Groundbreaking TV Star Diahann Carroll Dies at 84

Richard Rodgers wrote a musical for Diahann Carroll to star in after hearing her sing on The Tonight Show.

Diahann Carroll Julia

Pioneering TV, film and stage actor Diahann Carroll, who broke barriers as the star of the 60s series Julia, died of Friday in Los Angeles at 84 due to cancer, according to the Associated Press.

Carroll performed on stages in Las Vegas nightclubs, Broadway theaters, and feature film adaptations like Carmen Jones and Porgy & Bess before she was cast in the title role on the comedy Julia. Her character was the first time an African-American was cast as the star of a show in a non-servant role. Julia Baker was a nurse raising a young son as a single mother following the death of her husband in the Vietnam War. The series ran for 86 episodes on NBC between 1968 and 1971.

Carol Diahann Johnson was born in the Bronx, but grew up in Harlem, where her family moved while she was an infant. She began performing with the children’s choir of the Abyssinian Baptist Church when she was six years old, and studied voice and piano. She went to Manhattan’s Music and Art High School, and was a classmate of Billy Dee Williams. She was modeling for Ebony the time she was 15. She adopted the name Diahann Carroll when she was a teenager auditioning for singing work on shows like Arthur Godfrey’s Talent Scouts.

Carroll majored in sociology at New York University but left before graduating to pursue a career in show business. She made her Broadway singing debut in the role of Ottilie, alias Violet, in the 1954 Truman Capote-Harold Arlen musical House of Flowers. She was also cast in a small part in Carmen Jones, Otto Preminger’s all-black screen adaptation of Bizet’s opera Carmen, which starred Dorothy Dandridge and Harry Belafonte.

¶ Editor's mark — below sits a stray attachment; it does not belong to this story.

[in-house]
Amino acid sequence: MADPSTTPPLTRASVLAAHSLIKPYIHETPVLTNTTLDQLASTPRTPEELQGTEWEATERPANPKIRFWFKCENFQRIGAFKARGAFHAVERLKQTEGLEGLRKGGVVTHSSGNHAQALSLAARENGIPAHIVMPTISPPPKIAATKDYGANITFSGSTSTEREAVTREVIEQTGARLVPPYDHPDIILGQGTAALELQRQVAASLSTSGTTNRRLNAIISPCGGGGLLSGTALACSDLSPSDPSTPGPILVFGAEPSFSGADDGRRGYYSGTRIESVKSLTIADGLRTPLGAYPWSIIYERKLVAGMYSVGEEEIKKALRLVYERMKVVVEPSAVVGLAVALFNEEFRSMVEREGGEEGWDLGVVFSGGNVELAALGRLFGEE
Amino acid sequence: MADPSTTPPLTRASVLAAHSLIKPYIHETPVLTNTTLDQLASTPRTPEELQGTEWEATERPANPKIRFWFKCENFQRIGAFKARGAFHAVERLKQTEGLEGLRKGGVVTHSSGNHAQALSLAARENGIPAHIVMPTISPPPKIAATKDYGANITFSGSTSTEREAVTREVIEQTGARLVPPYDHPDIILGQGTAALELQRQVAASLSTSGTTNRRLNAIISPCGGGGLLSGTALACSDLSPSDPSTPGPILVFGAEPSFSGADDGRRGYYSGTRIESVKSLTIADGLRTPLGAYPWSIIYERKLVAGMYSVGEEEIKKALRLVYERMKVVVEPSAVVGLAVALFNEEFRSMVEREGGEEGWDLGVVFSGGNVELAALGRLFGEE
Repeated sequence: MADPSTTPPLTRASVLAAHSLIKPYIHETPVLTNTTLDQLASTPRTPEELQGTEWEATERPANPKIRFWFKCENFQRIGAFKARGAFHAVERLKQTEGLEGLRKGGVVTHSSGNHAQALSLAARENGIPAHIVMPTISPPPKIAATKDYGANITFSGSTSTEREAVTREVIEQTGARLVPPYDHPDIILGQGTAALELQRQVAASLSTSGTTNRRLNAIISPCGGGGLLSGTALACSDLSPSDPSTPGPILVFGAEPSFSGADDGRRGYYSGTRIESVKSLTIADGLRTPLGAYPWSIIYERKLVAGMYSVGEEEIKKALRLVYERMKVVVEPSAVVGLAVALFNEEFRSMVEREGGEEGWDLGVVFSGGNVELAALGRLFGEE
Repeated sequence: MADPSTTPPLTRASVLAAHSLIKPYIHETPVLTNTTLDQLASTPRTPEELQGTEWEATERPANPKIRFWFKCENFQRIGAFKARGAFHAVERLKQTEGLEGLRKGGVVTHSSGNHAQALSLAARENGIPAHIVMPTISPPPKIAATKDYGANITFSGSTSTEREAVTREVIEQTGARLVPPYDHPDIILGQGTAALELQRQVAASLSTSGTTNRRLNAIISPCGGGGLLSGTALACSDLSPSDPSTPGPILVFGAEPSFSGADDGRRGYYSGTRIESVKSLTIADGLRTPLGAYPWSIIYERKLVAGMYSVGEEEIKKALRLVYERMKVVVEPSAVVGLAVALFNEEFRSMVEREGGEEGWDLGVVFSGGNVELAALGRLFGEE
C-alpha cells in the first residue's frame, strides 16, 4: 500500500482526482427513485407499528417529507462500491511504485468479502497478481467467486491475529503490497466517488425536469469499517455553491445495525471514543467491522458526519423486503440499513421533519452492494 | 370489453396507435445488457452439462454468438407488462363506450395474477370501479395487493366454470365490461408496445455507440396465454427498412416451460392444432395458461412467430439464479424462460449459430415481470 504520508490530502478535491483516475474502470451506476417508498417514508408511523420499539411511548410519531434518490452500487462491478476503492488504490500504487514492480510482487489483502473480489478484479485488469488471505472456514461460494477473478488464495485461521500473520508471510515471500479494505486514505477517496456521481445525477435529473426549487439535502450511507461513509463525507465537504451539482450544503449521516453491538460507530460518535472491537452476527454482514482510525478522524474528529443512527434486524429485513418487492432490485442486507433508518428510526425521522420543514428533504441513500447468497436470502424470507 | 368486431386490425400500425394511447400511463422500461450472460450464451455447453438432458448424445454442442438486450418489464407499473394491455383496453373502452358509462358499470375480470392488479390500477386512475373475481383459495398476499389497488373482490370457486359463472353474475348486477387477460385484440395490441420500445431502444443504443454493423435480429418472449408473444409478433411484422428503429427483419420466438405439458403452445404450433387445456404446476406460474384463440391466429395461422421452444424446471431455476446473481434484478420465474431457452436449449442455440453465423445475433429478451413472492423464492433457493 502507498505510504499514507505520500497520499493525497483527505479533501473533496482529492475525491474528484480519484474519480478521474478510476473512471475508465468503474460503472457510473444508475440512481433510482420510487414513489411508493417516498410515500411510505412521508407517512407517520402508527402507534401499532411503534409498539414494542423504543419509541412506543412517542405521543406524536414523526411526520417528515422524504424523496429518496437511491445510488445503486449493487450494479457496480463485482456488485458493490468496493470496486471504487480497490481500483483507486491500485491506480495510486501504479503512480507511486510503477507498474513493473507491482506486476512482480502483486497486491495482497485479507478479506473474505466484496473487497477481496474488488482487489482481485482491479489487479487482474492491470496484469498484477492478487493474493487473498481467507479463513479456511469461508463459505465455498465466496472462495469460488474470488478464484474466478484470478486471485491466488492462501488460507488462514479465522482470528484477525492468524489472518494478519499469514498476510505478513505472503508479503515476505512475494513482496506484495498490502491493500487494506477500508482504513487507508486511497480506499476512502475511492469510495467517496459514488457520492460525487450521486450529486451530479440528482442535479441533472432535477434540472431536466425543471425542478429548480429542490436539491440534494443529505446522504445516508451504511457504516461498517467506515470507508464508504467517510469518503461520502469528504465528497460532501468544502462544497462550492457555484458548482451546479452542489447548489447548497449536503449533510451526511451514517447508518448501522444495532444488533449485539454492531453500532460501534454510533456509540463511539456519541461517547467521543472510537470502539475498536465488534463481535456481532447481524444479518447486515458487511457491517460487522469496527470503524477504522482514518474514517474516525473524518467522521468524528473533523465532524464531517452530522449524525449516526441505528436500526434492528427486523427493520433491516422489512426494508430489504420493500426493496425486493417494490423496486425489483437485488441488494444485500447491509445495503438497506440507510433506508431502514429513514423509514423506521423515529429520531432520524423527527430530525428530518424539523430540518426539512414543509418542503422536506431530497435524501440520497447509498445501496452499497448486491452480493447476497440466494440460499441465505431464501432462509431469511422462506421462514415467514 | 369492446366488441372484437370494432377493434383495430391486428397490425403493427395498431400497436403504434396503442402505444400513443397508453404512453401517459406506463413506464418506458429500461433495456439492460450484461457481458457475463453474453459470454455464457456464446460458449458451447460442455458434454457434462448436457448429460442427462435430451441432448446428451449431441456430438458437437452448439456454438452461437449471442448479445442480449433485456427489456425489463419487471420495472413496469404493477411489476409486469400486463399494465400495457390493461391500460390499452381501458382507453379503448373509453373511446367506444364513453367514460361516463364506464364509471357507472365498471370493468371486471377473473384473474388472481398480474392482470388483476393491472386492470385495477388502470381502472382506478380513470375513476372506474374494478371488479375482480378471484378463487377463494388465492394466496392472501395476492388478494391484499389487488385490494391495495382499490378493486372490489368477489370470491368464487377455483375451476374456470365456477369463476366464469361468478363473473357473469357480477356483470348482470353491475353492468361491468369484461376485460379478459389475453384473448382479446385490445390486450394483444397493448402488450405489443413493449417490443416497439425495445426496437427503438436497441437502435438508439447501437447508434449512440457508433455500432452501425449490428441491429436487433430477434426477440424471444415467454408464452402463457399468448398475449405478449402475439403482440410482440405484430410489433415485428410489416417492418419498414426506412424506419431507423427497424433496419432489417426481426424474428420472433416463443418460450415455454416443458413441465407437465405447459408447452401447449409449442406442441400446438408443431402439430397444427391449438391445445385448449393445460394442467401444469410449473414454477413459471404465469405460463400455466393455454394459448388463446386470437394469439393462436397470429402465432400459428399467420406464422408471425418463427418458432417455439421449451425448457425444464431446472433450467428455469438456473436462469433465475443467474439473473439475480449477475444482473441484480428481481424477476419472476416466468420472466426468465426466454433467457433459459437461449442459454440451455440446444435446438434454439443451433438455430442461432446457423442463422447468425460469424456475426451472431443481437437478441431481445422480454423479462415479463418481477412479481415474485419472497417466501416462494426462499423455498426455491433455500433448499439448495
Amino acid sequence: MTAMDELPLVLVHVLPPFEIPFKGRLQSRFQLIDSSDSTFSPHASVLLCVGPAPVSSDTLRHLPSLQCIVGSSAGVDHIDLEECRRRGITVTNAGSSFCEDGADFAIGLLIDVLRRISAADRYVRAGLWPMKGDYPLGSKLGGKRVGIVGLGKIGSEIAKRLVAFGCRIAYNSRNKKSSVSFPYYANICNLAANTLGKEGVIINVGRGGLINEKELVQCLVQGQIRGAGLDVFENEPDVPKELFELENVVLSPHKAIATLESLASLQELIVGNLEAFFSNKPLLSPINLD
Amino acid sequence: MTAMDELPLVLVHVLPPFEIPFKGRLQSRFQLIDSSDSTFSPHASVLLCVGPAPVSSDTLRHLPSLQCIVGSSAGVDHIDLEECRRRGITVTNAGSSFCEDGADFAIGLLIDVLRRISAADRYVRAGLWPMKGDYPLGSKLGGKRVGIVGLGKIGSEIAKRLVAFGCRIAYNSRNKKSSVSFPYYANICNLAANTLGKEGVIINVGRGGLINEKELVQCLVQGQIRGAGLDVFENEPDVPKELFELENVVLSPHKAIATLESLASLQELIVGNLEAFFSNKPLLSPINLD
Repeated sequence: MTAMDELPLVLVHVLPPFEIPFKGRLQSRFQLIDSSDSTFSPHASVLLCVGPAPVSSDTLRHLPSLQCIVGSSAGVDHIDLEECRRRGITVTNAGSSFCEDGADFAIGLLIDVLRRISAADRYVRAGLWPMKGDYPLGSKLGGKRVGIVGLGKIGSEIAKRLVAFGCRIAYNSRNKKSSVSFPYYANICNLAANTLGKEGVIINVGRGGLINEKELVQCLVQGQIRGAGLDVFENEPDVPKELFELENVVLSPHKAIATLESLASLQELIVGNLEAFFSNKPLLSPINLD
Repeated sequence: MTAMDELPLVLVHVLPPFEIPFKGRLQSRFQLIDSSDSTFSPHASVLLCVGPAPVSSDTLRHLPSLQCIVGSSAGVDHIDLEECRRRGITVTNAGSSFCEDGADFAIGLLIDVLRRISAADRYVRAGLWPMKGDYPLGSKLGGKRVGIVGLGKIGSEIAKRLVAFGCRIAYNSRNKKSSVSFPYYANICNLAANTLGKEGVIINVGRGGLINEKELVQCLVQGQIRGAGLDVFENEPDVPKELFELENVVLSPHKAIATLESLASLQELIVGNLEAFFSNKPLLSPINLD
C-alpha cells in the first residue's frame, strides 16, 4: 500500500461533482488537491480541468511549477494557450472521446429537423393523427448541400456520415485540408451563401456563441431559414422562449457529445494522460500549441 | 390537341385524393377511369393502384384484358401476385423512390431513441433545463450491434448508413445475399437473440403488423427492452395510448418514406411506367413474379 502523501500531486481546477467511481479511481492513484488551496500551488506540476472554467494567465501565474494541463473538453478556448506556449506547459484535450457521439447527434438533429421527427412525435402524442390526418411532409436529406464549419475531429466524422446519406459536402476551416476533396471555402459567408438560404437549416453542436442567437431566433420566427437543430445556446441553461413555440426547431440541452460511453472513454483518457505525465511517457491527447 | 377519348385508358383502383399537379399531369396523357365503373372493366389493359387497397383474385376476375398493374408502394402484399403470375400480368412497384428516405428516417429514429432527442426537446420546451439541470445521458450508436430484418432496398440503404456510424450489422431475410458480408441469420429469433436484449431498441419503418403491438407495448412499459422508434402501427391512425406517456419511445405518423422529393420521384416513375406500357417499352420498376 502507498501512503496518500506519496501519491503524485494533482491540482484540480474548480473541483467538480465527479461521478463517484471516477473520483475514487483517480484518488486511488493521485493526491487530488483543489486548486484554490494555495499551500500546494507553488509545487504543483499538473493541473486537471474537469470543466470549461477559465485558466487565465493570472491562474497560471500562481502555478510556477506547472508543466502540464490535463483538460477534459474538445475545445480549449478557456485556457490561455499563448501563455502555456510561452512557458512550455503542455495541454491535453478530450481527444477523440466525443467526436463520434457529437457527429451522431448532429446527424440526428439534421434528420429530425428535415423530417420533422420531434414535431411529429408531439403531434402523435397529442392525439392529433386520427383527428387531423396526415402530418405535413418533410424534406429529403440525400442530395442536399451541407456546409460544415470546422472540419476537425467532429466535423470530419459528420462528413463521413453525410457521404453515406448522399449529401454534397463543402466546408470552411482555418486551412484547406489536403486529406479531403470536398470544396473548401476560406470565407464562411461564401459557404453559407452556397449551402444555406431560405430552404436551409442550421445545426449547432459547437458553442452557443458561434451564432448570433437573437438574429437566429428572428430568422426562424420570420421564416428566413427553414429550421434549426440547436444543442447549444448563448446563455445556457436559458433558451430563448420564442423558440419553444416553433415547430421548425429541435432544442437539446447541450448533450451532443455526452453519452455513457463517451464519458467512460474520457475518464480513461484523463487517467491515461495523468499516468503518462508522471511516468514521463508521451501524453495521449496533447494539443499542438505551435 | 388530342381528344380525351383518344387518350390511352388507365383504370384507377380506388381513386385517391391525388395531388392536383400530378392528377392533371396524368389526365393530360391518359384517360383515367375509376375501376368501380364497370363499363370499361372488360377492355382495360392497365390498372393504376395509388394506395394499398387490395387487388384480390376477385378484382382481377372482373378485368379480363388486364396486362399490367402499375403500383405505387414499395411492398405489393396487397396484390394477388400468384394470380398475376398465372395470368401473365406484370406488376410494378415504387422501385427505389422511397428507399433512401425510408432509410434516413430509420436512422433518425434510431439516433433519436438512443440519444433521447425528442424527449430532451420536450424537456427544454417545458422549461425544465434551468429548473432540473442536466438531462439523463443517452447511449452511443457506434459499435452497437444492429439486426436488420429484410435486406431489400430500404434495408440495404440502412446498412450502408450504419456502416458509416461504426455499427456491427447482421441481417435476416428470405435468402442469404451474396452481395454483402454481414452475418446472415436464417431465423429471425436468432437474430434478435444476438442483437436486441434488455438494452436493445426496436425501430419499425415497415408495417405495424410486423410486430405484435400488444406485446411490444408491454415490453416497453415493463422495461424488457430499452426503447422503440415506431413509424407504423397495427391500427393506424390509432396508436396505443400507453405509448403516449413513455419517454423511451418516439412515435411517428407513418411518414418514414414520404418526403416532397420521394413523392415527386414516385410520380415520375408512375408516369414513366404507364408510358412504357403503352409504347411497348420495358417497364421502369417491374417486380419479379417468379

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In 1959, Carroll was cast in Preminger’s big screen version of Porgy and Bess, the opera by George and Ira Gershwin and DuBose Heyward. She played Clara, the fisherman’s wife, but music supervisor André Previn had her singing part, which included the song “Summertime,” dubbed by soprano Loulie Jean Norman.

Carroll won the 1962 Tony Award for her part in the 1959 Richard Rodgers musical No Strings. It was the first Tony given to a black woman for Best Actress in a Musical. Carroll played an American fashion model in Paris who has an affair with a white American author. Rodgers wrote the part for her after he saw her singing on Jack Paar’s Tonight Show.

She was nominated for an Emmy in 1963, for her role as a teacher on ABC’s Naked City. She would go on to be nominated for 4 Emmys for work in ABC‘s Grey’s Anatomy and NBC‘s A Different World. She was inducted into the TV academy’s Hall of Fame in 2011.

Carroll was cast in the starring role in Julia in 1968. Ethel Waters was the first black woman to star in her own TV show, playing a maid in the 1950s series Beulah. For her for on Julia, Carroll won the Golden Globe Award for Best Actress in a Television Series” in 1968, and was nominated for an Emmy Award in 1969.

Carroll was nominated for the Best Actress Academy Award her work in Claudine in 1974, but lost to Ellen Burstyn for her performance in Alice Doesn’t Live Here Anymore.

Carroll played Dominique Deveraux, a half-sister of family patriarch Blake Carrington, on Dynasty. She played the part in 74 episodes of the show and on its spinoff The Colbys.

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Carroll is survived by her daughter Suzanne Kay, and grandchildren August and Sydney.

Culture Editor Tony Sokol cut his teeth on the wire services and also wrote and produced New York City’s Vampyr Theatre and the rock opera AssassiNation: We Killed JFKRead more of his work here or find him on Twitter @tsokol.